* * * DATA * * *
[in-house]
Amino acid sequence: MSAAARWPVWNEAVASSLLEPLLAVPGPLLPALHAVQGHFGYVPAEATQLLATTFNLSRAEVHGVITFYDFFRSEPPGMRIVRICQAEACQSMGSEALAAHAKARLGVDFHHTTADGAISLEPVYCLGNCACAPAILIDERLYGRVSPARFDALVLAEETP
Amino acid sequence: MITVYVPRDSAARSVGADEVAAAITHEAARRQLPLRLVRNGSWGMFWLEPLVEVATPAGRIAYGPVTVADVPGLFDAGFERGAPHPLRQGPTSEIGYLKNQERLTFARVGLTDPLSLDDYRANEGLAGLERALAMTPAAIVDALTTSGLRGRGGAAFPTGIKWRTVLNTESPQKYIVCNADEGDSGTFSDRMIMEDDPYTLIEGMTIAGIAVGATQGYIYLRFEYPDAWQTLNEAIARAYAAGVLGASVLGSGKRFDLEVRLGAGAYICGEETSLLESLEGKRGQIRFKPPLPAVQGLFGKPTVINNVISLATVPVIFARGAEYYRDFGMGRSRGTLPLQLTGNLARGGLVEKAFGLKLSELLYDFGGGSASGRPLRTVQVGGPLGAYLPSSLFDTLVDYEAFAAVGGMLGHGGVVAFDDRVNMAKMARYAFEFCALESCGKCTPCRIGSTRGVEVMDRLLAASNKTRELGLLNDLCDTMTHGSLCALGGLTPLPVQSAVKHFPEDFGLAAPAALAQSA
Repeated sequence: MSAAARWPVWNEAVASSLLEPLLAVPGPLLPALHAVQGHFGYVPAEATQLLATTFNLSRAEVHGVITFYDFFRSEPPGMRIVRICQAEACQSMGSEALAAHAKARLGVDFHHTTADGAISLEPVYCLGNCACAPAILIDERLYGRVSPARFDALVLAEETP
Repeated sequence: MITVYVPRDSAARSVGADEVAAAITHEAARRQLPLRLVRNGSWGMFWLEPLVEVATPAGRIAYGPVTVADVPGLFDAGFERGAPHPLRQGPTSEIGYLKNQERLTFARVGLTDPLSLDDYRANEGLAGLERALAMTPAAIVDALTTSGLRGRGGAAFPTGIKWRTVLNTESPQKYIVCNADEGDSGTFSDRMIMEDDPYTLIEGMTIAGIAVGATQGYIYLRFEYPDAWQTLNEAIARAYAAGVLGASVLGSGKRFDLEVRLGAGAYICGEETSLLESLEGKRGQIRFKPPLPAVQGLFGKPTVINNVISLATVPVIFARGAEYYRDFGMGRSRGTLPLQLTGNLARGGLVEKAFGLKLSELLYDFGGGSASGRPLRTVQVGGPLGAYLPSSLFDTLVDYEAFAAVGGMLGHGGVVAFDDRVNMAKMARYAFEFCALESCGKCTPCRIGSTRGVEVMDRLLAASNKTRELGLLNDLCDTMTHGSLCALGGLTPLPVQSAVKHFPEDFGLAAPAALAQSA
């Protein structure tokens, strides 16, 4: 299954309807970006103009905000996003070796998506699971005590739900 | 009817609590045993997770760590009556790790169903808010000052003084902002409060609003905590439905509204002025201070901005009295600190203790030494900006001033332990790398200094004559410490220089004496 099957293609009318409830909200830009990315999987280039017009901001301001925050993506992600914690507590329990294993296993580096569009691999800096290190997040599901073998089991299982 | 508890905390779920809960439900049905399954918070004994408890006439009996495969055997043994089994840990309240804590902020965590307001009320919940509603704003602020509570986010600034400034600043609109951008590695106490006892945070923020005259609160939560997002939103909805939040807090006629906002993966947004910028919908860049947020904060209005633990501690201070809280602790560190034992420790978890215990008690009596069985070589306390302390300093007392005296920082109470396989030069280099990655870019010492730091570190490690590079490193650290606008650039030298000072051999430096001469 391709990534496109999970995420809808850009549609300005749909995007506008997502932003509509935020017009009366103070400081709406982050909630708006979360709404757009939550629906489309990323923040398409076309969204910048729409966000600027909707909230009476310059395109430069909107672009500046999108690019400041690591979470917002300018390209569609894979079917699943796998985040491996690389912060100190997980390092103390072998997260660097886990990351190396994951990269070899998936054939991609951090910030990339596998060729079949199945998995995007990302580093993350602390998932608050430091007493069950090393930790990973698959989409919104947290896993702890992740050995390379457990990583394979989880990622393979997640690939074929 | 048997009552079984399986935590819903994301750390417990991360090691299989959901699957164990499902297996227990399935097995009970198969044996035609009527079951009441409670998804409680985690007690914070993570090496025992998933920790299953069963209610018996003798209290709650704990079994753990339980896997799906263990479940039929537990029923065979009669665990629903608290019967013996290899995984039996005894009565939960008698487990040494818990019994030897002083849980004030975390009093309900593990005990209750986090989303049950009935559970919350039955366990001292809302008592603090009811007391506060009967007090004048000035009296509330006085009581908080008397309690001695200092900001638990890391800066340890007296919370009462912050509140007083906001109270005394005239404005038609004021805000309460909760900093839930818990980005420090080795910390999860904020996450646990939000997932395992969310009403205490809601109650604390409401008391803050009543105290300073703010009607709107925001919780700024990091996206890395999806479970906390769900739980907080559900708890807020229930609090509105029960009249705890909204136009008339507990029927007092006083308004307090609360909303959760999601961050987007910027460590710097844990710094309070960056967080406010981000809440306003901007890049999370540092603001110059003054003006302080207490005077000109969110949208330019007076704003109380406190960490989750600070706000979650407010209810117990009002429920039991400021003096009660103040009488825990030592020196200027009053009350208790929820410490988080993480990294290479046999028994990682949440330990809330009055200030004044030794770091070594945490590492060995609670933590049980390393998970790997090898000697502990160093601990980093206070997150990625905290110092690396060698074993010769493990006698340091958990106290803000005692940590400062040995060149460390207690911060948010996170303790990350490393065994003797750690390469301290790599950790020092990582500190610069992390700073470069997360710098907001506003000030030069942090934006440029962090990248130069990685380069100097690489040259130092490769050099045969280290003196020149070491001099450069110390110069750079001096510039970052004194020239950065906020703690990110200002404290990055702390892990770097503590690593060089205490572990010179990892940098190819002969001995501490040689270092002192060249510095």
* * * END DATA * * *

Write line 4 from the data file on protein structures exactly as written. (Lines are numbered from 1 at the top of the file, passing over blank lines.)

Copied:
Repeated sequence: MSAAARWPVWNEAVASSLLEPLLAVPGPLLPALHAVQGHFGYVPAEATQLLATTFNLSRAEVHGVITFYDFFRSEPPGMRIVRICQAEACQSMGSEALAAHAKARLGVDFHHTTADGAISLEPVYCLGNCACAPAILIDERLYGRVSPARFDALVLAEETP